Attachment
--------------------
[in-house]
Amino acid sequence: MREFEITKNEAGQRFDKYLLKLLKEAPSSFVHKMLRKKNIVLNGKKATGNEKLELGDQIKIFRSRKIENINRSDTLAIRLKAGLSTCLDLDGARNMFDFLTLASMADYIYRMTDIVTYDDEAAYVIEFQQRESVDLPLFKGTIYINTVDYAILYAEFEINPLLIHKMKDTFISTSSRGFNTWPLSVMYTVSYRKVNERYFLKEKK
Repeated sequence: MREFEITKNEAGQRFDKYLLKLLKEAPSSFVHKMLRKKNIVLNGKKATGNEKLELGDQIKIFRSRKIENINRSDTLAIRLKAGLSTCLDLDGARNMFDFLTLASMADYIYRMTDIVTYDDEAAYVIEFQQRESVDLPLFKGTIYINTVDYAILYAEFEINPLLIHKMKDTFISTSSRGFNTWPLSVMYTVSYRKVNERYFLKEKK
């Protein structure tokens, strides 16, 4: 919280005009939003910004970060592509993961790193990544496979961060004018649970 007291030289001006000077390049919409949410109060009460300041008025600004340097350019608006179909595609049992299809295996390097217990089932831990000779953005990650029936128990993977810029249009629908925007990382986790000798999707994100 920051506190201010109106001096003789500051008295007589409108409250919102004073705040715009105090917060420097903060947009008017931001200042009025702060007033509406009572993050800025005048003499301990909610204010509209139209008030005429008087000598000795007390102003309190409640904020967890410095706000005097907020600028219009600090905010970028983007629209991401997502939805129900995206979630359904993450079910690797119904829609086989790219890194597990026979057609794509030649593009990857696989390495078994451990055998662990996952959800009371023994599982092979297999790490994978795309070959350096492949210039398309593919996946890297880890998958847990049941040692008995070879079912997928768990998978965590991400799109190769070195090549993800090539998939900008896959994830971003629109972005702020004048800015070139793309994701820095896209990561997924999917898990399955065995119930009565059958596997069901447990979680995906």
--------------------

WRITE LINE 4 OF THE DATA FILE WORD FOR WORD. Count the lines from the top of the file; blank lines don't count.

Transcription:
């Protein structure tokens, strides 16, 4: 919280005009939003910004970060592509993961790193990544496979961060004018649970 007291030289001006000077390049919409949410109060009460300041008025600004340097350019608006179909595609049992299809295996390097217990089932831990000779953005990650029936128990993977810029249009629908925007990382986790000798999707994100 920051506190201010109106001096003789500051008295007589409108409250919102004073705040715009105090917060420097903060947009008017931001200042009025702060007033509406009572993050800025005048003499301990909610204010509209139209008030005429008087000598000795007390102003309190409640904020967890410095706000005097907020600028219009600090905010970028983007629209991401997502939805129900995206979630359904993450079910690797119904829609086989790219890194597990026979057609794509030649593009990857696989390495078994451990055998662990996952959800009371023994599982092979297999790490994978795309070959350096492949210039398309593919996946890297880890998958847990049941040692008995070879079912997928768990998978965590991400799109190769070195090549993800090539998939900008896959994830971003629109972005702020004048800015070139793309994701820095896209990561997924999917898990399955065995119930009565059958596997069901447990979680995906």